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Never fold your rug! Folding can lead to creases, cracks and other damage. Instead, roll your rug. To determine which way to roll your rug, decide which is more fragile: the foundation (back of the rug) or the pile (the front, where the fibers are). In general, the pile is more delicate, meaning you should roll your rug with the pile facing inward.

  • Start rolling your rug, keeping it as straight as possible. If you need help keeping it straight, use a rod (it can be one specifically intended for rugs, or something you have lying around such as a wooden dowel or thick curtain rod).
  • To assist in this rolling, use a piece of washed cotton sheeting or muslin that is the width of the rug and long enough to completely go around the tube once plus 2 feet.“Roll the fabric onto the roller and lay the rug (face or pile up and with the pile direction moving away from you) on the 2 foot extension,”  the specialists at the George Washington Textile Museum note. “As you roll, the excess fabric will catch the rug and allow you to roll the rug smoothly.”
  • Finish rolling your rug by wrapping the cotton sheet or muslin around the rug at least one and a half times to keep it protected. Secure the sheet with cotton or polyester twill tape (available at craft stores). If you want expert-level protection, consider wrapping your rug in polyurethane. Polyurethane will provide a superior barrier against dampness and insects over muslin. Note: Do not use plastic to wrap your rug, since it will keep it from breathing.

Step 3: Rug Storage

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When storing your rug, it’s important to keep it in a location off the ground, safe from any harmful elements. Also, make sure nothing else lays on top of it. Boxes and other supplies can cause cracks and destroy the rug’s shape.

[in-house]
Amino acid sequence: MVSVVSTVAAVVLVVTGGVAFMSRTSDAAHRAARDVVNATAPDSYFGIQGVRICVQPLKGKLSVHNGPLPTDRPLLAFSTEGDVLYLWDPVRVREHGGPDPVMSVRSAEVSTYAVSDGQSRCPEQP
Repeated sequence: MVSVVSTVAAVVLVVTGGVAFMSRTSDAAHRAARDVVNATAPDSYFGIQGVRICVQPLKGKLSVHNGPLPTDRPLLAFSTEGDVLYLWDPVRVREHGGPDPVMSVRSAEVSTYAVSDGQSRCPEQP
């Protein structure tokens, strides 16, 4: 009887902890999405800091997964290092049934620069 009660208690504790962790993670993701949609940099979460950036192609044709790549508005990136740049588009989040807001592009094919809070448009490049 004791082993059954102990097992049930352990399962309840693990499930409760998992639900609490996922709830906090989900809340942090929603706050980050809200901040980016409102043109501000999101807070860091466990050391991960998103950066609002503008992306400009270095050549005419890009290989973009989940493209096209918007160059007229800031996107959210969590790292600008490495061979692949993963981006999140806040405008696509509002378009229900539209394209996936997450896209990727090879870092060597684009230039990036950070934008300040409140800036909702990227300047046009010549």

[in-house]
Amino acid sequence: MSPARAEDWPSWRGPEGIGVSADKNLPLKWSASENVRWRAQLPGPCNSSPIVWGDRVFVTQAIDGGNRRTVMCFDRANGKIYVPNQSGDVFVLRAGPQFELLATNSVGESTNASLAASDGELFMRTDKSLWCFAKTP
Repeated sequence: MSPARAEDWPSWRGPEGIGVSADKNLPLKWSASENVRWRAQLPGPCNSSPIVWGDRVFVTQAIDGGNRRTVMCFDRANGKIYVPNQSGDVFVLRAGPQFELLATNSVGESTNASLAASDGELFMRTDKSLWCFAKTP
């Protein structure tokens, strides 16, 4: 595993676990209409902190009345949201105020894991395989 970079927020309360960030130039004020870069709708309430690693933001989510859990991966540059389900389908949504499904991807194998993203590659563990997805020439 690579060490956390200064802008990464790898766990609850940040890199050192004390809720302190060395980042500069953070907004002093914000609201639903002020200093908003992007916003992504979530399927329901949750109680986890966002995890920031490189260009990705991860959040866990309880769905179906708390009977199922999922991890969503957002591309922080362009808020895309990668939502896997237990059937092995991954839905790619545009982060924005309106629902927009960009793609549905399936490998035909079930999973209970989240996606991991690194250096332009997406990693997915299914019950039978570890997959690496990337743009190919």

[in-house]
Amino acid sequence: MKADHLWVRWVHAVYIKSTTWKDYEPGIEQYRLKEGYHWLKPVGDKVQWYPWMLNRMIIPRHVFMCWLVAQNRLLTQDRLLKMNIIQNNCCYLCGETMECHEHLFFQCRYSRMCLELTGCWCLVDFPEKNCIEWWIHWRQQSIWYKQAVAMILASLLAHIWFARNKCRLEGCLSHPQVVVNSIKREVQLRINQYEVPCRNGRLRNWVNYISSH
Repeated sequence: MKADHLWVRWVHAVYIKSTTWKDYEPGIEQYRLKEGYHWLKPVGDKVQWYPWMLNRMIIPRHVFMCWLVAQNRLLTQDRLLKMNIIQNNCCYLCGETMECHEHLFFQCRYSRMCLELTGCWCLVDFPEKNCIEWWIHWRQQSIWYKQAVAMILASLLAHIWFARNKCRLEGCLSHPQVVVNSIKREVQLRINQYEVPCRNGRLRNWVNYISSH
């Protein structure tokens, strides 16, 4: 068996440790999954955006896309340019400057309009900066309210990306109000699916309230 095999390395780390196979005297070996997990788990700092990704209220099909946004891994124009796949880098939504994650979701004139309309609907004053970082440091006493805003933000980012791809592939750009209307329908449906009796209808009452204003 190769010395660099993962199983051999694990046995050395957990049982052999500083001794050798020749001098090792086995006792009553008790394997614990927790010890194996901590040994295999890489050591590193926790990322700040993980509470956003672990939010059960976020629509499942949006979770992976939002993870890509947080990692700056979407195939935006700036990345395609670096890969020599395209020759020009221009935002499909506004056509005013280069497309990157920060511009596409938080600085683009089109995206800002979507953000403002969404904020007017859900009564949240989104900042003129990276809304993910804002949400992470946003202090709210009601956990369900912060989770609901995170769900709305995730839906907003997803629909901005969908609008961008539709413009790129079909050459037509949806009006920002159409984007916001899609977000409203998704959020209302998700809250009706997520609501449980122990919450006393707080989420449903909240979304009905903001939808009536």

The experts at the George Washington Textile Museum emphasize the importance of storing your rug in a cool, dry environment without exposure to natural night. Some tricks they reccommend:

  • Use a fan or dehumidifier to avoid mildew problems.
  • Block light from windows with shades or blinds.
  • Consistently implement a housekeeping plan (vacuuming, dusting etc.)
  • Store your rug on an elevated surface, since carpet beetles like to reside between the floor and the back of your rug.

To be safe, they also suggest unrolling your rug once a month to make sure there is no evidence of bug infestation. In addition, vacuum the area and the rug itself to eliminate any insect-attracting dust.

Protect Your Rug With Self Storage

If your home lacks the appropriate space to keep your rug, or if you plan to keep it stored for a long time, it’s best to consult the professionals about self storage.

Life Storage has a variety of climate control storage options that manage temperature and humidity to protect your most valuables rugs from the elements, pesky insects and thieves. Visit our website to learn about storage rates and specials.

Do you have any rug storage tips? Let us know in the comment section below.